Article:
"The idea is, can we utilize a physiological phenomenon to have practical benefit? We're talking about pre-hospital interventions, so it has to be quick and easy for EMTs, military medics and other first responders," Schlader, PhD, said.

"We're not changing paradigms. But the biggest thing is, no one's ever put two and two together. No one's said I wonder if this could be used as a tool in clinical practice as opposed to simply a tool to probe physiology," he added.

Face cooling works because it constricts the blood vessels, which sends blood back to the heart, increasing blood output from the heart. The result is increased blood pressure.

University at Buffalo researchers prepare a subject for a lower body negative pressure procedure that simulates blood loss. Credit: Douglas Levere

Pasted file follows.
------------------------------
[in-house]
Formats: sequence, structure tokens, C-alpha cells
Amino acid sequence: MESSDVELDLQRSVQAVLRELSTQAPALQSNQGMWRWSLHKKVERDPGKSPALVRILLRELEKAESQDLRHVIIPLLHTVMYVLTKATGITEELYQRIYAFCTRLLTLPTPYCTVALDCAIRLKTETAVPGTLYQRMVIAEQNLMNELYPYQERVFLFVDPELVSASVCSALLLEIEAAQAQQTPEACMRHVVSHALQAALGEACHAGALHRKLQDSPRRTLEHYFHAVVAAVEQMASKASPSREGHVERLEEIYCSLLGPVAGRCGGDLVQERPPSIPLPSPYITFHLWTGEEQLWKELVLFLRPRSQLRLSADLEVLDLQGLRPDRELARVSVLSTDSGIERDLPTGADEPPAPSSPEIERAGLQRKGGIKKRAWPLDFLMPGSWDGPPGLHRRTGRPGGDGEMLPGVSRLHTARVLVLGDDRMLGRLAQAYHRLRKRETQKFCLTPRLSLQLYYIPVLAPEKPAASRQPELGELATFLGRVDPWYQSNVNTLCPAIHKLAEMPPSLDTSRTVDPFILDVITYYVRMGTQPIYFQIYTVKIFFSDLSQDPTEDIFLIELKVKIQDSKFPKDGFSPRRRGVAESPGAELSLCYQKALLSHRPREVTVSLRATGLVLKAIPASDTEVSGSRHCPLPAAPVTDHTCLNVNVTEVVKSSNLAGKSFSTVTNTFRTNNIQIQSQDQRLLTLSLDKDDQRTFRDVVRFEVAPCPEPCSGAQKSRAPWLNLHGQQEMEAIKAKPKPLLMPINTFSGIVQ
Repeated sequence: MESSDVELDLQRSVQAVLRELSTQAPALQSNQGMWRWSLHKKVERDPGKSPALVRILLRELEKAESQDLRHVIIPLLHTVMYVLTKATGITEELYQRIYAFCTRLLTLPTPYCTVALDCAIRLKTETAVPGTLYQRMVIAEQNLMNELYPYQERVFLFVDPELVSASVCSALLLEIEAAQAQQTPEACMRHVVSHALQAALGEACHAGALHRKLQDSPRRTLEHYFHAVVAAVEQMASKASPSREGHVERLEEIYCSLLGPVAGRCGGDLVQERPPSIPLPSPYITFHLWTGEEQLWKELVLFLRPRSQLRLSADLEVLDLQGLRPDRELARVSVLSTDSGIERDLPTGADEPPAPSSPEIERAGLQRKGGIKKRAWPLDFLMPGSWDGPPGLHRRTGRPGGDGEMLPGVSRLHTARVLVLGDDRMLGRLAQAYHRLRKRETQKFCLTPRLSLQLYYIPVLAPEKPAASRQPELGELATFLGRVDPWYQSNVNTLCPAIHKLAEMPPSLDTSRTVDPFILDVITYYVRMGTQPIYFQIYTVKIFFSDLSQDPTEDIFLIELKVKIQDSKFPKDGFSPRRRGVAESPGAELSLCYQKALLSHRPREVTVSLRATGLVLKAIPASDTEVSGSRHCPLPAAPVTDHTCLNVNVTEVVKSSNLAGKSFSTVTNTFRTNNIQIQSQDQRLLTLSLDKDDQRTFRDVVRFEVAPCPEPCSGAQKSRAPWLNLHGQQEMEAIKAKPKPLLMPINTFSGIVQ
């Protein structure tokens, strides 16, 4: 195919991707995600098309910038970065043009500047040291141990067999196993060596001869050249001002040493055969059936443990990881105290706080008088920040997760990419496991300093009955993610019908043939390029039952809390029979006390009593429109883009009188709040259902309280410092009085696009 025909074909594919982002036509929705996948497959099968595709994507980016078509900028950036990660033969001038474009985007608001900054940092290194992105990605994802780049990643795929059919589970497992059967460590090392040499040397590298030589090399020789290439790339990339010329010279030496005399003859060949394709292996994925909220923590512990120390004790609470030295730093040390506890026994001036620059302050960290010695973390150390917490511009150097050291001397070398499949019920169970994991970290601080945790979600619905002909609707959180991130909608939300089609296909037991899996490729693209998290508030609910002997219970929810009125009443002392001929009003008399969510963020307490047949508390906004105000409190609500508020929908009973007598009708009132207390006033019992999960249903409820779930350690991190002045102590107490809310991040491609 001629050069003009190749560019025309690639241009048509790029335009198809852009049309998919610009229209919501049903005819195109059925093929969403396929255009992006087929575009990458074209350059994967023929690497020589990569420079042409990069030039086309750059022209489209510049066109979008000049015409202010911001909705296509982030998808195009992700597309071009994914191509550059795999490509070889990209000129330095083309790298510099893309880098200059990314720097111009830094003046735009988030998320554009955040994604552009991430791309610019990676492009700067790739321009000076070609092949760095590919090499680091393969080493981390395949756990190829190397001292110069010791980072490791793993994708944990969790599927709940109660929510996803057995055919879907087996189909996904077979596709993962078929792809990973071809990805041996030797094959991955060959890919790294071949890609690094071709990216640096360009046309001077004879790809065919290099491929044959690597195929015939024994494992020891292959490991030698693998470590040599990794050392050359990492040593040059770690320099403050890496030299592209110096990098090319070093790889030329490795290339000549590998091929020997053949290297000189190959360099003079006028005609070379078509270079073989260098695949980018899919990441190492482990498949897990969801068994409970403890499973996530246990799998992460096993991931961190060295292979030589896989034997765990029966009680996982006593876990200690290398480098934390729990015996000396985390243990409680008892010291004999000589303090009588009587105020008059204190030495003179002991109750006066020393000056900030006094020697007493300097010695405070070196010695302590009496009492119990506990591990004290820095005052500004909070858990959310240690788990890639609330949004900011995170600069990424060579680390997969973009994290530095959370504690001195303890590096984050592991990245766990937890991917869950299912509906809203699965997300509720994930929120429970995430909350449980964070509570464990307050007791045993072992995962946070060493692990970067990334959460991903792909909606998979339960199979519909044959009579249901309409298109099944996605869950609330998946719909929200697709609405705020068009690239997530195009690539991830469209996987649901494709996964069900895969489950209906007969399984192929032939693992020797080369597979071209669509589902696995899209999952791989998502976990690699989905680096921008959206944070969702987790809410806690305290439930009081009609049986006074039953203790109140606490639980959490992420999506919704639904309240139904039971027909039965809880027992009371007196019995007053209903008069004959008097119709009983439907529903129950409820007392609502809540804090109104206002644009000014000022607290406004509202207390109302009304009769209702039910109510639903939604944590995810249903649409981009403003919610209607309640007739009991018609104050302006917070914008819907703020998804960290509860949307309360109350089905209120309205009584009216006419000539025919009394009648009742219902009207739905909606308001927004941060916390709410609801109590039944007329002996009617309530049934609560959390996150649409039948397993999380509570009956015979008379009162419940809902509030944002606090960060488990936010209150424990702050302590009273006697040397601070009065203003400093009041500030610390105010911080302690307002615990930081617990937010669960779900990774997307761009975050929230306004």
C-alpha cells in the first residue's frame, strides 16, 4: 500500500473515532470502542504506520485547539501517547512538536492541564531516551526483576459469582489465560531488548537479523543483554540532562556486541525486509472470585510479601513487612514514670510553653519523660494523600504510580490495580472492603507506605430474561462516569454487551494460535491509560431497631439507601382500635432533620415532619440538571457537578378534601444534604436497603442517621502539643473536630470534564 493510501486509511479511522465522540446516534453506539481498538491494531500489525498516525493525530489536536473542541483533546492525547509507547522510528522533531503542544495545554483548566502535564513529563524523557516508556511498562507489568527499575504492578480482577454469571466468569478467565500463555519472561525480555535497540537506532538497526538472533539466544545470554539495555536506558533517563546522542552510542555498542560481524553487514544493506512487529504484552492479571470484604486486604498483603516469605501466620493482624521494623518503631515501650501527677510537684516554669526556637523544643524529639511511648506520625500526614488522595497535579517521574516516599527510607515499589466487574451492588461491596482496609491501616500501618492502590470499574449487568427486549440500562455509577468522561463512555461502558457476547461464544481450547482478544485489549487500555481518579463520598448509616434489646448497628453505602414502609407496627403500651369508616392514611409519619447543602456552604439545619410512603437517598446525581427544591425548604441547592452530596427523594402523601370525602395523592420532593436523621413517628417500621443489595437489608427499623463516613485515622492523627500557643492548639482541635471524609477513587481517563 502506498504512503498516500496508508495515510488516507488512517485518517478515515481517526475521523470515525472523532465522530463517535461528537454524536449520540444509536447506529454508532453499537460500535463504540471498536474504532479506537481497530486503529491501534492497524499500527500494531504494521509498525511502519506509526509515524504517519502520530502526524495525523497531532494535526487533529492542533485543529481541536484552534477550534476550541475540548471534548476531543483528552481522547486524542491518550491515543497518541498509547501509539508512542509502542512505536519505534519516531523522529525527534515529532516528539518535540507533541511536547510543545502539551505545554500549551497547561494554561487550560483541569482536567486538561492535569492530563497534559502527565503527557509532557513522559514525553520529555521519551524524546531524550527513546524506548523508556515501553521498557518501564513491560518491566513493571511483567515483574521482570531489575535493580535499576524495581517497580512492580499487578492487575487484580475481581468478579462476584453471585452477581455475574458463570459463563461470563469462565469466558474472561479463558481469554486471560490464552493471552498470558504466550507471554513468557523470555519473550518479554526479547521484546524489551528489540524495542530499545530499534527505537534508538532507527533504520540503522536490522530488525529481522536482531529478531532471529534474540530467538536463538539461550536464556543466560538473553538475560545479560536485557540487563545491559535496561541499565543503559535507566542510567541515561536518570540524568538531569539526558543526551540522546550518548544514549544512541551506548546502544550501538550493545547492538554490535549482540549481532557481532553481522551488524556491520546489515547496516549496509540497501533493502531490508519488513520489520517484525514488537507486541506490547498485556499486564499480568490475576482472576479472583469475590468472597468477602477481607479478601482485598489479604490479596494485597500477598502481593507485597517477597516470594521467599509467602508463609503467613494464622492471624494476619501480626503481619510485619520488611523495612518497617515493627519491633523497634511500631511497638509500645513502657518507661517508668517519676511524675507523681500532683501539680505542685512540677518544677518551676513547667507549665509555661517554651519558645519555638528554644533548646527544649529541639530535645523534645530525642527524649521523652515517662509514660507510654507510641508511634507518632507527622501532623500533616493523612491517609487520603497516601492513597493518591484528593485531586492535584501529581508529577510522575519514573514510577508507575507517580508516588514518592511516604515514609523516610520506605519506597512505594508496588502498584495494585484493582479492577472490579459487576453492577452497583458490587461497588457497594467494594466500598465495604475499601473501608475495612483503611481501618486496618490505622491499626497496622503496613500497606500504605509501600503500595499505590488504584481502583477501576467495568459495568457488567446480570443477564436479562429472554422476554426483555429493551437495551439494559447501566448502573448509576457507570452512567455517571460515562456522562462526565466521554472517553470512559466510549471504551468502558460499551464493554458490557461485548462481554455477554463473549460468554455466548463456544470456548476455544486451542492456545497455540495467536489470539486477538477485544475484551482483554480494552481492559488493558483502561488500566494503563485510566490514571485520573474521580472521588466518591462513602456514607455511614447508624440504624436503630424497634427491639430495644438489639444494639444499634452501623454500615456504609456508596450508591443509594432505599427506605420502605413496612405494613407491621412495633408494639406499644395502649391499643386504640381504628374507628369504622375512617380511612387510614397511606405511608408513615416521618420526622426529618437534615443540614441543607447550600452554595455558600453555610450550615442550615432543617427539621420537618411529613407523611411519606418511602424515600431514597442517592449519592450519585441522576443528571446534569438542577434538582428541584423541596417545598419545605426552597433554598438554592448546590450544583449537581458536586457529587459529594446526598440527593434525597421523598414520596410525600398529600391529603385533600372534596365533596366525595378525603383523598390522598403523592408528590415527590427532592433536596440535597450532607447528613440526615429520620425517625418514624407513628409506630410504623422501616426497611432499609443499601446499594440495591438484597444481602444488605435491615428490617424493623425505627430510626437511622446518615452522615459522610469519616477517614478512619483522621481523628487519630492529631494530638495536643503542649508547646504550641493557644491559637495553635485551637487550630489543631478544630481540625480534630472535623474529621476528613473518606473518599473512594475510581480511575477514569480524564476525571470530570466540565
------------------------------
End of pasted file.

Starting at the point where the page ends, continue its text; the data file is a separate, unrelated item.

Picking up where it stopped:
Researchers tested their theory in UB's Center for Research and Education in Special Environments (CRESE) using 10 healthy participants. The team simulated blood loss in the study participants through a non-invasive process called "lower body negative pressure" (LBNP).

Participants were placed in a tube-shaped LBNP device resembling a CAT scan machine. A pump sucks air from the device to create negative pressure inside. As a result, blood is pulled to the person's legs from the upper body, simulating a hemorrhage event akin to tourniquet-controlled blood loss.

After six minutes of this, researchers placed a plastic baggy filled with ice water on the participant's forehead, eyes and cheeks for 15 minutes and then monitored whether blood pressure was elevated and maintained. The temperature of the ice water slurry was about freezing. "Think of it as brain freeze times 10," Schlader says. "It's not very comfortable, but it could buy you another 15 minutes."